is one of the most interesting IT professionals one could ever meet. His sincerity, transparency and desire to develop the best damned ECM platform on the planet elevates him to iconic status. He recently left a couple of comments in my blog that I wanted to share...
Because architectures are practically forever. I have noticed a phenomenon (more like lived it) that enterprise software companies go through a major rearchitecture after 7 years and wish they hadn't. This dissuades them for doing it again for another 10 years. Remember Oracle 6? Sybase 10? Documentum being aware of this trend had a mini version of this in version 4, but still hit it. There are certain interfaces and architectural styles, like SOA, that require that you think about them carefully. SOA is supposed to be simply an adaptor pattern, but in reality, you need to take into account all sorts of issues around security, granularity and all the things that web services didn't take into account, like references to content and content streaming.
Sadly, John I agree that vendors who play in the new world are fearful of reinventing their own technologies and will do whatever it takes to avoid changing their architecture. In this regard, they are no different than the issues that enterprise architects face on an almost daily basis. The funny thing though is that even enterprisey folks understand the need to support SOA and have been savage in changing their architecture. Sure, SOA doesn't really handle the notion of streaming but it does handle the basics such as searching, retrieving, archiving, etc pretty well.
you don't need SOAP to do SOA, but it is a standard and a slow standard at that. All this stuff is hard when there are more immediate features that the ECM vendors are concentrating on.
I think I am missing something? Are you saying that the users of ECM platforms cannot afford the additional overhead of support for SOA out of the box and that is the reason they end up building it themselves because they can code it faster than the vendor? Could you share with us what all those immediate features are that the ECM vendors are concentrating
REST may end up superseding web services as a way of aggregating and integrating content services. With REST, we will be able to mix and match internal and external content services
Actually, I think I agree but that isn't the point. My argument is to put services into the product regardless of whether they are SOAP or REST.
We just need to solve all the problems that web services has already solved, such as transaction control and security. You can't winHere is where I disagree. I am of the belief that if ECM vendors create services within their product, they should defer security to an outside party. Consider partnering with a Web Services Managmenet vendor such as Actional, Amberpoint or Oracle's OWSM product where security can be applied by the customer. Don't let security become a reason for not doing something.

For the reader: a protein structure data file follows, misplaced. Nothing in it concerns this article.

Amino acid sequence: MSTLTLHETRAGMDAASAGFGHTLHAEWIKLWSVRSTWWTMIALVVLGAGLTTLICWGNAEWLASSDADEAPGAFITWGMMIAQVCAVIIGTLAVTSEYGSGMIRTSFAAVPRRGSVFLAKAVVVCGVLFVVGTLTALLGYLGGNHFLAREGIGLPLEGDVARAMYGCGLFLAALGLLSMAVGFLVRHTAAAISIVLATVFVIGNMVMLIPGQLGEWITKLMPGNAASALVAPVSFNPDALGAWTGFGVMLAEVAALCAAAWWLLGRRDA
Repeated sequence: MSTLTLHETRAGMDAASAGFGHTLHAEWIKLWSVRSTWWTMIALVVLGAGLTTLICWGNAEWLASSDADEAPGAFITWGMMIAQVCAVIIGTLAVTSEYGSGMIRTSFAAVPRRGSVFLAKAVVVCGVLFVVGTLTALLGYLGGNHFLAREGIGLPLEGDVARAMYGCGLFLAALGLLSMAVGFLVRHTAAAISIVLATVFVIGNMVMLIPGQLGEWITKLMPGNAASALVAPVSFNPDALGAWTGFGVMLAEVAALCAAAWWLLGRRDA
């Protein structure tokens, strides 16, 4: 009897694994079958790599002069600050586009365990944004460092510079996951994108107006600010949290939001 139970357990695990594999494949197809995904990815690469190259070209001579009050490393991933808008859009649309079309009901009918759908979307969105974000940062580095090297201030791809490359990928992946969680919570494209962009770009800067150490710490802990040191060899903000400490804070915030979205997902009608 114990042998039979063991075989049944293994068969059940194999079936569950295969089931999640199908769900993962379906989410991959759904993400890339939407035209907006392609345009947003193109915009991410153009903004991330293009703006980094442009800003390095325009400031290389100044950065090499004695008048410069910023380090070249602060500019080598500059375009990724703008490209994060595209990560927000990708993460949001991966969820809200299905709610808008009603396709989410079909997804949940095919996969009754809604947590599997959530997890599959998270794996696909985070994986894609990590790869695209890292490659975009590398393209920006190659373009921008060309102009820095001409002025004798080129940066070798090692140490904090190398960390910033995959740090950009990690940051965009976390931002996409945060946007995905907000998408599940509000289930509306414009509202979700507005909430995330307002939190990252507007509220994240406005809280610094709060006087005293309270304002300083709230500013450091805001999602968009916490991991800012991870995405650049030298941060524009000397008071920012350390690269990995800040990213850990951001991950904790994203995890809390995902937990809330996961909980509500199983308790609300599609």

We thought we would just look up identity and membership information directly from LDAP. As you can imagine, that interface is so slow that we ended up doing what all other ECM vendors do and replicate the information that exists in LDAP
Could you define slow? I can tell you in terms of my own independent testing that Active Directory can return information just as fast as a direct call to an Oracle Database. I can also tell you that pretty much every other enterprise application can also talk directly to Active Directory and no customer seems to be complaining about performance. Isn't this really an architecture issue with the product in that it may not have implemented the right caching strategy? I would think mimimially it would make some sense to design a product in such a manner that the customer has a choice? If performance is slower talking via LDAP than a local DB but the customer is fine with it, then all parties should be happy. Is this a situation where ECM vendors know whats better for the customer than the customer themselves?
Anyway, If you aren't familiar with industry analyst Alan Pelz-Sharpe you should be. On April 15th, they are releasing a major ECM report covering 30 different ECM vendors and will cover aspects such as:
I hope that bloggers such as Apoorv Durga will provide amplification once this report is released...
- Which of them still have 1985 Client/Server architectures
- The ECM vendors that understand the importance of not only security but also incorporating industry standards-based ways of integrating with Active Directory, XACML, SAML and other usually missing functionality
- Which ones use secure coding practices to develop their product offering
- The convergence and integration of BPM and ECM and which vendors are best positioned
- Which vendors have the best SOA strategy